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Circumstances finally allow Sydney Carton to find meaning, direction and a purpose to his life by ending it to save others; his quest for personal redemption easily makes Carton a more interesting figure than Darnay and his beatific wife, and provides us with one of the greatest, and most moving closing speeches in literature.
“I see the lives for which I lay down my life, peaceful, useful, prosperous and happy, in that England which I shall see no more. I see her with a child upon her bosom, who bears my name. I see her father, aged and bent, but otherwise restored, and faithful to all men in his healing office, and at peace. I see the good old man, so long their friend, in ten years` time enriching them with all he has, and passing tranquilly to his reward.
“I see that I hold sanctuary in their hearts, and in the hearts of their descendants, generations hence. I see her, an old woman weeping for me on the anniversary of this day. I see her and her husband, their course done, lying side by side in their last earthly bed, and I know that each was not more honoured and held sacred in the other`s soul, than I was in the souls of both.
“I see that child who lay upon her bosom and who bore my name, a man winning his way up in the path of life which once was mine. I see him winning it so well, that my name is made illustrious there by the light of his. I see the blots I threw upon it, faded away. I see him, foremost of judges and honoured men, bringing a boy of my name, with a forehead I know and golden hair, to this place–then fair to look upon, with not a trace of this day`s disfigurement–and I hear him tell the child my story, with a tender and faltering voice.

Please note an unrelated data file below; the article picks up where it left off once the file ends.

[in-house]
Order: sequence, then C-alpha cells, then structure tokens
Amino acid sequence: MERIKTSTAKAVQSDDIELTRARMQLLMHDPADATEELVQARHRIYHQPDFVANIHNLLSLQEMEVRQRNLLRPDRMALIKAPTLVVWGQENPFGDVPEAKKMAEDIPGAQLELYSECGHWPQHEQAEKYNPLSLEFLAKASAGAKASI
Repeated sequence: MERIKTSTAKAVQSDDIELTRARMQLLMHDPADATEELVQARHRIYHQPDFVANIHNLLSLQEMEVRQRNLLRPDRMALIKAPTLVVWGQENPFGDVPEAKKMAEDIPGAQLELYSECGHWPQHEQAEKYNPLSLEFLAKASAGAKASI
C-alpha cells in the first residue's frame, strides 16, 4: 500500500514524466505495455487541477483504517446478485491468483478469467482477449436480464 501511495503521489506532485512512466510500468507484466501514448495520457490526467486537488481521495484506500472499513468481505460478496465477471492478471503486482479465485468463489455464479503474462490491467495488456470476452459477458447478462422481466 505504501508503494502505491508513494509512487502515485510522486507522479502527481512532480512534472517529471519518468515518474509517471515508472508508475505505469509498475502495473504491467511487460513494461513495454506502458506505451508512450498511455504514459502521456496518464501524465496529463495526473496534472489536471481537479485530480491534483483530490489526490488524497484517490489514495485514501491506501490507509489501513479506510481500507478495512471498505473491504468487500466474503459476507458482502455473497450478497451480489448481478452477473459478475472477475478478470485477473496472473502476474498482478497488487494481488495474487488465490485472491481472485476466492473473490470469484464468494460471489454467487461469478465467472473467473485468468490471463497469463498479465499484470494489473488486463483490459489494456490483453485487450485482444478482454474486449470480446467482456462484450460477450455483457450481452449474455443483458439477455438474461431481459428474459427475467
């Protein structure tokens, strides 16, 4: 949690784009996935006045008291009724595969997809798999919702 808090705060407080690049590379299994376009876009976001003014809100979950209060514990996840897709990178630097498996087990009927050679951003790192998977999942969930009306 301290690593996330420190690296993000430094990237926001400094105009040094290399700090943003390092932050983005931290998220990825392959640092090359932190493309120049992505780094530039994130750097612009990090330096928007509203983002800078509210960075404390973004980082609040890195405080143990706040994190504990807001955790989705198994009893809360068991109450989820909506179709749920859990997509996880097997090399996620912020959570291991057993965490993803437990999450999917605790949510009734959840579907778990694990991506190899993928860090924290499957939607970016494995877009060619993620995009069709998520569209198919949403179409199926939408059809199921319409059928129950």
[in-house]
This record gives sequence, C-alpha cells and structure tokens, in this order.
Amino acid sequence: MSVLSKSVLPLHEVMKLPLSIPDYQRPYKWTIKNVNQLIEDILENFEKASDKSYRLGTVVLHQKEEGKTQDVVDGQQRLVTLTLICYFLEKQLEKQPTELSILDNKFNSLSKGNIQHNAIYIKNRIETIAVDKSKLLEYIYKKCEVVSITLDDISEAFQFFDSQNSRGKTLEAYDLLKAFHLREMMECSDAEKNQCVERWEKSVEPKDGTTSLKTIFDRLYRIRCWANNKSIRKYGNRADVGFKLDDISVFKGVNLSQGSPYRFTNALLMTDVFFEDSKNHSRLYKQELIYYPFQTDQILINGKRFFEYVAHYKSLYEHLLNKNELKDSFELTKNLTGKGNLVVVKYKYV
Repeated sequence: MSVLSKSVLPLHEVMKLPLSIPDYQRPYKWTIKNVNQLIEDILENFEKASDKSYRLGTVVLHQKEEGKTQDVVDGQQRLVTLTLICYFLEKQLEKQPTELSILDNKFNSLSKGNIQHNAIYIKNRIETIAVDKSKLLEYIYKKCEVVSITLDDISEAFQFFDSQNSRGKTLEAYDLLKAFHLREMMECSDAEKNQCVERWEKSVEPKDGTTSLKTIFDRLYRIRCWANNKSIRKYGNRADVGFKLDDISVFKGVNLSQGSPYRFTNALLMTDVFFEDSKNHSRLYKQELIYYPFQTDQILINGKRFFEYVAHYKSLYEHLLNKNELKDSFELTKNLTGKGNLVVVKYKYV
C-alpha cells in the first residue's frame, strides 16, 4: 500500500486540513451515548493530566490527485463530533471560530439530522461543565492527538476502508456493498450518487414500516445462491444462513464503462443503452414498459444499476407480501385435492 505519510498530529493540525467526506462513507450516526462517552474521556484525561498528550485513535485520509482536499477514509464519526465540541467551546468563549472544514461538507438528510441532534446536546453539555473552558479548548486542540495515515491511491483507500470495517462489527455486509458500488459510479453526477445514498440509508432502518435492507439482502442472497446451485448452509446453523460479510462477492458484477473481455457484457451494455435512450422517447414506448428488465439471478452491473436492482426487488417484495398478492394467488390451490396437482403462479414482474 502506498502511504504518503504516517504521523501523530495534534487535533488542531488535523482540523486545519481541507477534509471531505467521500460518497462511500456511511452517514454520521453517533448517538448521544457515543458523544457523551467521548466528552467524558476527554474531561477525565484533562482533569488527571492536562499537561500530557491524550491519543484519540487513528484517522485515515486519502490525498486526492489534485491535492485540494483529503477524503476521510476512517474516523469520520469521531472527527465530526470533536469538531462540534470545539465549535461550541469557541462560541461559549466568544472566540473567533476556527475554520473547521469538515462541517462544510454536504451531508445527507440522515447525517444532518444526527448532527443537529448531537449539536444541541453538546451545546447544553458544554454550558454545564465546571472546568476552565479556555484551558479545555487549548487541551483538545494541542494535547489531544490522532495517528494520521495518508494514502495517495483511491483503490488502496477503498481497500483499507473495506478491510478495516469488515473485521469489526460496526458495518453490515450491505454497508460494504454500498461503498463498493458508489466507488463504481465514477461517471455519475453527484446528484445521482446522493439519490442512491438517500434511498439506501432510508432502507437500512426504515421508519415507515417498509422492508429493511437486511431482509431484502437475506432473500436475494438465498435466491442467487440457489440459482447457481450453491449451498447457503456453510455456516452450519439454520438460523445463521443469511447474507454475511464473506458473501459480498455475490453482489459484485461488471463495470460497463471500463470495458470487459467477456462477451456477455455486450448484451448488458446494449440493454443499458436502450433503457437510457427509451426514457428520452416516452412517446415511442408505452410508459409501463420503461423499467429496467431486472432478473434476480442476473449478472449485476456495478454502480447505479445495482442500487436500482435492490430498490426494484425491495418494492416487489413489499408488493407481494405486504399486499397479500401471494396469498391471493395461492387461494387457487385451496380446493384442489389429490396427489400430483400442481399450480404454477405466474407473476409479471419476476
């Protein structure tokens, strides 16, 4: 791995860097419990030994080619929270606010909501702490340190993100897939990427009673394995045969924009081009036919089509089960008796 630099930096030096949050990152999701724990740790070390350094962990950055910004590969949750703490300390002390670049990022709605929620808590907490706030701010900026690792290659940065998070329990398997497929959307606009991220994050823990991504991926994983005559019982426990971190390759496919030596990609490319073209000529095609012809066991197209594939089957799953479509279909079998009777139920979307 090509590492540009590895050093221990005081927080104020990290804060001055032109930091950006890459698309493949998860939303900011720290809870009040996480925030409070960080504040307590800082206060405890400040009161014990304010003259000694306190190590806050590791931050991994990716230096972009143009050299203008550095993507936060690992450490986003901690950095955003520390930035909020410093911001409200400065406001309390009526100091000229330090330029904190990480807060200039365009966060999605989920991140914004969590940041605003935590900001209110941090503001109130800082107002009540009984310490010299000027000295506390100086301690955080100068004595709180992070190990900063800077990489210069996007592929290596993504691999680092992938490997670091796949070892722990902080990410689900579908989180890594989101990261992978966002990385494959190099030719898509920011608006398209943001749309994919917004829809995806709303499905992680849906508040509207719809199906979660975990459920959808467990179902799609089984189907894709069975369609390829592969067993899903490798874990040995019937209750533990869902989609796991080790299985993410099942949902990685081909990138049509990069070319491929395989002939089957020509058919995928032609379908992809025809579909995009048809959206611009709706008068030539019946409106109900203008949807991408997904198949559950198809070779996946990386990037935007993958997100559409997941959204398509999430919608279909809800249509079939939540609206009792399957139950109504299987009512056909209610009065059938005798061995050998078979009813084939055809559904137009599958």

It is a far, far better thing that I do, than I have ever done; it is a far, far better rest that I go to than I have ever known.”

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Each time Darnay is threatened by the revolutionary authorities, the Englishman Carton is on hand to rescue  his alter-ego, so that he might live another day. Although the novel is shared between the two cities of the title, London and Paris, it is towards the revolutionary inferno of Paris that the novel slowly begins to pull itself, as respect for order and common humanity collapse under the crushing weight of Madame Guillotine`s insatiable appetites. As in all of Dickens, there is contrived coincidence and lip smacking melodrama to speed the plot along, but there is also a profound concern for the decency of humanity; even in a satanic hellhole run by blood crazed killers, feeding their murder lust under cover of acting for the public interest of Liberty and freedom from tyranny, there is a spark of the innate goodness within the human spirit.
At the moment of death, Sydney Carton finds his purpose in life; to help others, and from personal redemption he finds his soul. A wasted life had found true meaning at it`s end.
All the teeming life of Dickensian invention can be found within A Tale of Two Cities, exuberant, acute in it`s observations, descriptively outrageous and colourful, it`s a book that has a mighty, beating heart at it`s centre. A heart which beats for human survival against the odds and the triumph of the individual`s spirit. The right to be different, to buck the trend, to be human and not an animalistic cog in the machine.

“Nothing that we do, is done in vain. I believe, with all my soul, that we shall see triumph.”